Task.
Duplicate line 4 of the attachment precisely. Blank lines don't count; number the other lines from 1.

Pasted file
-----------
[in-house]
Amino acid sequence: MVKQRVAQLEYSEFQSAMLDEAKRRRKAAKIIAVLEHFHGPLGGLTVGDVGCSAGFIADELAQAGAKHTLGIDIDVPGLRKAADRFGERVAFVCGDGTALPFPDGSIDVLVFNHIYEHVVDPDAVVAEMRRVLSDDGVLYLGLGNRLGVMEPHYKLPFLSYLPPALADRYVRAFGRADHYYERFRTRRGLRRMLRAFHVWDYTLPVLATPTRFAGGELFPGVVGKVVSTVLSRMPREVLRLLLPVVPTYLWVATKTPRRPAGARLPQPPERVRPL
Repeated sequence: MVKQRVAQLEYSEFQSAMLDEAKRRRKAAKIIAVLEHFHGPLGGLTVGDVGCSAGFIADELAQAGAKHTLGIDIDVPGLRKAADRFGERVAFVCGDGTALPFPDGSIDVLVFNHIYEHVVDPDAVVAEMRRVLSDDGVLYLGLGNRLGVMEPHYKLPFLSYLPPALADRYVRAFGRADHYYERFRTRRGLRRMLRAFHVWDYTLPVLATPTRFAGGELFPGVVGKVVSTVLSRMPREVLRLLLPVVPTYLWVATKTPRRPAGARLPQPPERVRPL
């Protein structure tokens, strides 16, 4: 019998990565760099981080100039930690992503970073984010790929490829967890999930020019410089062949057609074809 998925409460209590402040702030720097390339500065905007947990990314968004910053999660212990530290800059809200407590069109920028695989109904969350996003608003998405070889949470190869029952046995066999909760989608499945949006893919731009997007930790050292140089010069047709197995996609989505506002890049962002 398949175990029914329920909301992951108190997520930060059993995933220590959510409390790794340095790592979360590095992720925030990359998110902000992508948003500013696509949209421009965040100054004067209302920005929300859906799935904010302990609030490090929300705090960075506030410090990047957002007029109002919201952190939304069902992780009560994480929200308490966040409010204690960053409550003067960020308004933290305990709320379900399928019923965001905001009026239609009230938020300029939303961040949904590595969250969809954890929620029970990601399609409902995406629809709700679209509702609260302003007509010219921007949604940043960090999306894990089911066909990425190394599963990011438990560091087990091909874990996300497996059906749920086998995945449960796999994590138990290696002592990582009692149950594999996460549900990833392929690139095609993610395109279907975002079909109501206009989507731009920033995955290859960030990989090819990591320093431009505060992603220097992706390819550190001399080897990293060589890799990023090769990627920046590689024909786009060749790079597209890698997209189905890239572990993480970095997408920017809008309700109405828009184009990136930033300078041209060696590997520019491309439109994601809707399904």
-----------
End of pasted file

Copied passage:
């Protein structure tokens, strides 16, 4: 019998990565760099981080100039930690992503970073984010790929490829967890999930020019410089062949057609074809 998925409460209590402040702030720097390339500065905007947990990314968004910053999660212990530290800059809200407590069109920028695989109904969350996003608003998405070889949470190869029952046995066999909760989608499945949006893919731009997007930790050292140089010069047709197995996609989505506002890049962002 398949175990029914329920909301992951108190997520930060059993995933220590959510409390790794340095790592979360590095992720925030990359998110902000992508948003500013696509949209421009965040100054004067209302920005929300859906799935904010302990609030490090929300705090960075506030410090990047957002007029109002919201952190939304069902992780009560994480929200308490966040409010204690960053409550003067960020308004933290305990709320379900399928019923965001905001009026239609009230938020300029939303961040949904590595969250969809954890929620029970990601399609409902995406629809709700679209509702609260302003007509010219921007949604940043960090999306894990089911066909990425190394599963990011438990560091087990091909874990996300497996059906749920086998995945449960796999994590138990290696002592990582009692149950594999996460549900990833392929690139095609993610395109279907975002079909109501206009989507731009920033995955290859960030990989090819990591320093431009505060992603220097992706390819550190001399080897990293060589890799990023090769990627920046590689024909786009060749790079597209890698997209189905890239572990993480970095997408920017809008309700109405828009184009990136930033300078041209060696590997520019491309439109994601809707399904």